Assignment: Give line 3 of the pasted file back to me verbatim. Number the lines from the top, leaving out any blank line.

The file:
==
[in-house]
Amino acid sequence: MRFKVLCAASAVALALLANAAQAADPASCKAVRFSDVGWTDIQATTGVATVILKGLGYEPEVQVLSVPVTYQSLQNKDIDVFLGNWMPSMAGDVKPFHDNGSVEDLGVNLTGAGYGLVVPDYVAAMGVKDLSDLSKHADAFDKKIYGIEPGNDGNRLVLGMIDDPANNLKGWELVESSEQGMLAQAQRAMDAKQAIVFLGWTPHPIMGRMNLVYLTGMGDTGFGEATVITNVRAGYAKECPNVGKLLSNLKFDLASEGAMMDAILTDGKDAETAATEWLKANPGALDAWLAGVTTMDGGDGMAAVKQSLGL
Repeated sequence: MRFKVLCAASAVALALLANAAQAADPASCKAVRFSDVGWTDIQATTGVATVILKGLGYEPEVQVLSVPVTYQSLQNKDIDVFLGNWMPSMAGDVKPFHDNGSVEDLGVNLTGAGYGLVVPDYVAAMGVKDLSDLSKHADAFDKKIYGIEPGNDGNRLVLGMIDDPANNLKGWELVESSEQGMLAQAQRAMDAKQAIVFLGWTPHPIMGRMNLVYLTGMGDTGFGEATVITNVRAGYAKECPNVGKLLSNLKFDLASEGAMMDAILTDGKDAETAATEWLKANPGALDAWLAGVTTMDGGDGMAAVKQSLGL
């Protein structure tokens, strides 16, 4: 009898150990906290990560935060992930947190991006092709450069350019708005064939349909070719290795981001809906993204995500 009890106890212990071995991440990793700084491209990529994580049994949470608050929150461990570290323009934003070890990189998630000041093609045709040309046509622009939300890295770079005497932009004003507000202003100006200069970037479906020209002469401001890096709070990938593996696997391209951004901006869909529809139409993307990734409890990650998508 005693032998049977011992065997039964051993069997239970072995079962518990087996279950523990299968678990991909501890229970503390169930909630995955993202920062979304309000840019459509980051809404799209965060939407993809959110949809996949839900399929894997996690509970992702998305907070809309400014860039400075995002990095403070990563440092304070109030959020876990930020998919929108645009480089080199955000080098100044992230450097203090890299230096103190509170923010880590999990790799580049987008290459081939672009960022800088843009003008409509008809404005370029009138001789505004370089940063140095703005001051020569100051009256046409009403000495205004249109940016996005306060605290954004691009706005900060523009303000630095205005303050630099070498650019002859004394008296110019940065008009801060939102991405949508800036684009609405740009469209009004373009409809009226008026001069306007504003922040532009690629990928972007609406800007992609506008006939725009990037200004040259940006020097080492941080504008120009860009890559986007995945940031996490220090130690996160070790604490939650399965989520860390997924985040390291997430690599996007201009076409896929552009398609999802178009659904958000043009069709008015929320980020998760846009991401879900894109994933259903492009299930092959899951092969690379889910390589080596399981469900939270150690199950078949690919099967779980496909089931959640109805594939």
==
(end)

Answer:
Repeated sequence: MRFKVLCAASAVALALLANAAQAADPASCKAVRFSDVGWTDIQATTGVATVILKGLGYEPEVQVLSVPVTYQSLQNKDIDVFLGNWMPSMAGDVKPFHDNGSVEDLGVNLTGAGYGLVVPDYVAAMGVKDLSDLSKHADAFDKKIYGIEPGNDGNRLVLGMIDDPANNLKGWELVESSEQGMLAQAQRAMDAKQAIVFLGWTPHPIMGRMNLVYLTGMGDTGFGEATVITNVRAGYAKECPNVGKLLSNLKFDLASEGAMMDAILTDGKDAETAATEWLKANPGALDAWLAGVTTMDGGDGMAAVKQSLGL